Hope Solo has a career because of those women. Because of the sacrifices they made and the path they blazed in the early lean years of Women's Soccer, current players like Solo have a professional league, an international fan base, endorsement deals, and higher (though certainly not equal, more on that later) pay. Hope Solo calling out Brandi Chastain and Kristine Lilly is akin to Hank Aaron calling out Jackie Robinson: yea,h you're great, but without the other you don't happen. But Solo won Gold that summer so La Dee Da, no one cared.
Then in 2014, Solo was arrested in Seattle (where she plays professional soccer) on two charges of misdemeanor assault, one against her half-sister, and one against her nephew. The police report stated that she had attacked them and left them with visible marks. They determined that Solo was the aggressor and instigator. One officer was quoted as saying "She is something of a celebrity here in Seattle, but she has a very bad temper. She was intoxicated and upset." Her sister detailed how she had slammed her nephews head on a concrete floor repeatedly. Police reports said she was verbally abusive while in her holding cell. The charges were later dropped due to non-participation of the victims. Solo claimed she had been defending herself from her nephew, who had made the 911 call.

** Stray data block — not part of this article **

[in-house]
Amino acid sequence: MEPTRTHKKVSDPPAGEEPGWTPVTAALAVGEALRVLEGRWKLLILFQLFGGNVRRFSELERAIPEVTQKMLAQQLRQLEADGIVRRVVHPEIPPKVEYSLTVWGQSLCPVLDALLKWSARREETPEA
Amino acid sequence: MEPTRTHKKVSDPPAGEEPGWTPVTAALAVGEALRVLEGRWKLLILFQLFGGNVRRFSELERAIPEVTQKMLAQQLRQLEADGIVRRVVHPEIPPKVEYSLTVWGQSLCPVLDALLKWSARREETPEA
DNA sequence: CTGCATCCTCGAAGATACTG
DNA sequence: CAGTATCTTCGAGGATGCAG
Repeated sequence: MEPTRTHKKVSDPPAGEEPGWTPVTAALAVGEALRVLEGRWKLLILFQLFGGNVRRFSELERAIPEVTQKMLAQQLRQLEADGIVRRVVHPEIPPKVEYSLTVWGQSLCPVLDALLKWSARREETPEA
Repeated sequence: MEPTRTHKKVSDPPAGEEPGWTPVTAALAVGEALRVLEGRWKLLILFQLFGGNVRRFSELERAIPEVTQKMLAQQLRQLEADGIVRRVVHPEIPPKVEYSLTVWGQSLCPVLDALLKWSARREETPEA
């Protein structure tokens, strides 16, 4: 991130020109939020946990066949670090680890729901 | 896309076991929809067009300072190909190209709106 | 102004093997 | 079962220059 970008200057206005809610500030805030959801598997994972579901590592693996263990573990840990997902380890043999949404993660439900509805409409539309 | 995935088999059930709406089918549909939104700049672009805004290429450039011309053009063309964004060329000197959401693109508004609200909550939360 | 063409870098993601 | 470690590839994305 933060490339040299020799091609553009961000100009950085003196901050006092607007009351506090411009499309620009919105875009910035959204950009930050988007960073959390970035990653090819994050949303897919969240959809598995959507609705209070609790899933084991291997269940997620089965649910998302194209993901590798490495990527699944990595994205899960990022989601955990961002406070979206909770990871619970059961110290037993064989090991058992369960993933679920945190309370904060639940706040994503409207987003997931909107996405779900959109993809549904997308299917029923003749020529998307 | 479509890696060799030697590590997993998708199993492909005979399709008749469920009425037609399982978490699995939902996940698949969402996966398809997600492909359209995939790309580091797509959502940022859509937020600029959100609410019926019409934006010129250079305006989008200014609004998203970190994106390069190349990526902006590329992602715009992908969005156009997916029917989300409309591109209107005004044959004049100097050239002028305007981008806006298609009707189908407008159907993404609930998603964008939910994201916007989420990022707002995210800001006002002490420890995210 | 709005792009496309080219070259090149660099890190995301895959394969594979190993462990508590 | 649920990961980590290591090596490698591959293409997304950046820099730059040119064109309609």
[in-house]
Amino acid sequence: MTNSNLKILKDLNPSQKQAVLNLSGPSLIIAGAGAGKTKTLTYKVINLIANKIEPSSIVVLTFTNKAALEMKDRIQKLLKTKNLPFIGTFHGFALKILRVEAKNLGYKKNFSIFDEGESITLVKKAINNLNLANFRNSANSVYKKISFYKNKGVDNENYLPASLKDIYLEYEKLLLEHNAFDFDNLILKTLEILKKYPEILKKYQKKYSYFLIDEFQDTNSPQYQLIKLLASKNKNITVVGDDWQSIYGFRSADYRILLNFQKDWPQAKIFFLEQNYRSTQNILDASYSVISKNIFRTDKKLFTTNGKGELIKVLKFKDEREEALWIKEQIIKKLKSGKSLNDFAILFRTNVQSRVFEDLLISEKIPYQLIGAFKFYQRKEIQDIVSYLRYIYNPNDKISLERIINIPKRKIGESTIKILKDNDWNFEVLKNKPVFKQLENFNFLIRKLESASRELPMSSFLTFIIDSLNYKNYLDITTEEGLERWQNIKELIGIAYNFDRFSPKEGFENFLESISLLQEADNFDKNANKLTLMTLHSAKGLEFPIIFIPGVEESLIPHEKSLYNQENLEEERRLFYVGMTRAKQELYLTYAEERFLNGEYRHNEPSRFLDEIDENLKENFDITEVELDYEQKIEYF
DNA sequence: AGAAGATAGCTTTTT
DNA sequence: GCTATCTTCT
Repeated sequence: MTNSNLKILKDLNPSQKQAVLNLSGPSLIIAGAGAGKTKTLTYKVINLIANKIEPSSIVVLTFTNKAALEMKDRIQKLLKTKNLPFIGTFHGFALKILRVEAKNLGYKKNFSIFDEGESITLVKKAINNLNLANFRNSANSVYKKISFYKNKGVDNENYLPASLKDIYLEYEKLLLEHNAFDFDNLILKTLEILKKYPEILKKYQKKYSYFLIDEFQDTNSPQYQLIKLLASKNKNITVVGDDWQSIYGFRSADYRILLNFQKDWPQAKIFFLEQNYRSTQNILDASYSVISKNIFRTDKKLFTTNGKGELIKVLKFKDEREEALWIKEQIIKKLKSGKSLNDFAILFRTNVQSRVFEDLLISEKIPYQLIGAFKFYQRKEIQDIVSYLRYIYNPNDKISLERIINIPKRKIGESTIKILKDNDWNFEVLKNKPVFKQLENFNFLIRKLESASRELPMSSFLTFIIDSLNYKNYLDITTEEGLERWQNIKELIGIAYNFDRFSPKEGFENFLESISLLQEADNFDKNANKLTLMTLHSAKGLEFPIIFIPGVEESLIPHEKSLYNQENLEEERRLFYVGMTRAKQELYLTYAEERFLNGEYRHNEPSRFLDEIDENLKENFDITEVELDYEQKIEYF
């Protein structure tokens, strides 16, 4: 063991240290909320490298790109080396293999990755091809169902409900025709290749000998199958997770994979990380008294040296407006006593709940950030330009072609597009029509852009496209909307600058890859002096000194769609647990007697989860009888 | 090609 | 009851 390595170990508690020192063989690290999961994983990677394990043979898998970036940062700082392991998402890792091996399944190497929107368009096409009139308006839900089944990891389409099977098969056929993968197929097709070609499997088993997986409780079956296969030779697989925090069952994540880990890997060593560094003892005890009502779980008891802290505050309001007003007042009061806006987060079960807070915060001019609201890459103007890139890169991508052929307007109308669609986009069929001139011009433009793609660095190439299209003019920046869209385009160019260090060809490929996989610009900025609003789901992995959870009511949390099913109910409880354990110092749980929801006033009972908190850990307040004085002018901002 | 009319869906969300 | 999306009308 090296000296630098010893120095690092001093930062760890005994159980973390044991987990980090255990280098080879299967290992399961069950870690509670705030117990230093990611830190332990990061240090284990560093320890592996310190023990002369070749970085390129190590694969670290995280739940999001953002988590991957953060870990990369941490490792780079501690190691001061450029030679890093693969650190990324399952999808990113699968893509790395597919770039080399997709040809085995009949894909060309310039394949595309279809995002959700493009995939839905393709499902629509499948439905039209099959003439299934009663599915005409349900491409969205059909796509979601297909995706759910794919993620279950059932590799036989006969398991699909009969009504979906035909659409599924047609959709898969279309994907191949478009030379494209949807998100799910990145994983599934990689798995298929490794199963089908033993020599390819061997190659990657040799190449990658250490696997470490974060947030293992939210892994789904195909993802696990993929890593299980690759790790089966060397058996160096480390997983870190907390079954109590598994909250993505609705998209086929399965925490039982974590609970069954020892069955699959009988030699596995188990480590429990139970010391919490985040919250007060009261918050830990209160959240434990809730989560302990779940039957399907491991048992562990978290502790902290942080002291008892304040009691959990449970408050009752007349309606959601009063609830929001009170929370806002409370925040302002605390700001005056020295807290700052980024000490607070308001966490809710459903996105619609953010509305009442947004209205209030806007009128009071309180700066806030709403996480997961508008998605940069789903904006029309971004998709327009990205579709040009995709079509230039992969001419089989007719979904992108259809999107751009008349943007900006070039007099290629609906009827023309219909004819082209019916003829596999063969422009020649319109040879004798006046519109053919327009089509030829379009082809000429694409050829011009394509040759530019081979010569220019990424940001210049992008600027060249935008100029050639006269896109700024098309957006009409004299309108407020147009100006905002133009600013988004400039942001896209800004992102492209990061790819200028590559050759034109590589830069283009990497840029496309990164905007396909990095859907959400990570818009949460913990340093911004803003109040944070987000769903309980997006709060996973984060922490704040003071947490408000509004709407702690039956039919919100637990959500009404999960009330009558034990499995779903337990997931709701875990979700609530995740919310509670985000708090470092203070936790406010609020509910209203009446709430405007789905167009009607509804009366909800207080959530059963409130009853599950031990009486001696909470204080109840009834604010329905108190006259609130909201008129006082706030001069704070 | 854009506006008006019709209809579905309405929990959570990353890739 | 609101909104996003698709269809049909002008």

And so, the USA Soccer Federation had themselves a real predicament. They had the Women's World Cup coming up the following summer. It was in Canada, and promised to draw record crowds out of the United States. Unlike in 2011, when the Cup was held in Germany, TV ratings were going to be high due to a lack of time difference. Women's soccer was trending up, behind stars like Alex Morgan, Abby Wambach, and, yes, Hope Solo. And now the best goalkeeper in the world was facing domestic abuse charges in a year when domestic abuse by athletes was the red-button issue. The NFL had Ray Rice and Adrian Peterson. USA Soccer had Hope Solo.
USA Soccer did nothing. They left her on the roster. Beside a handful of articles and a letter from a US Senator, no one really cared. Yeah people might have said it was unsettling, that it showed bad character, but no one wanted to see the US lose in Canada. And there was only one Hope Solo. The next summer, as the US blazed to victory, little girls in the stands waved signs that read "I LOVE HOPE" or "HOPE IS MY IDOL." Sickening.
Listen, I'm as guilty of this as anybody. In an article I wrote last summer on this site, I had a comment about how, even though Solo was "a genuinely bad person" I'd cheer for her if she made a game-winning penalty. When she psyched out Celia Sasic in the 2015 Semifinal I cheered as loud as anyone in the bar. Because winning a World Cup is a hell of a thing. And when Solo's charges were reinstated two months later, it didn't take the thrill of a US victory away for me.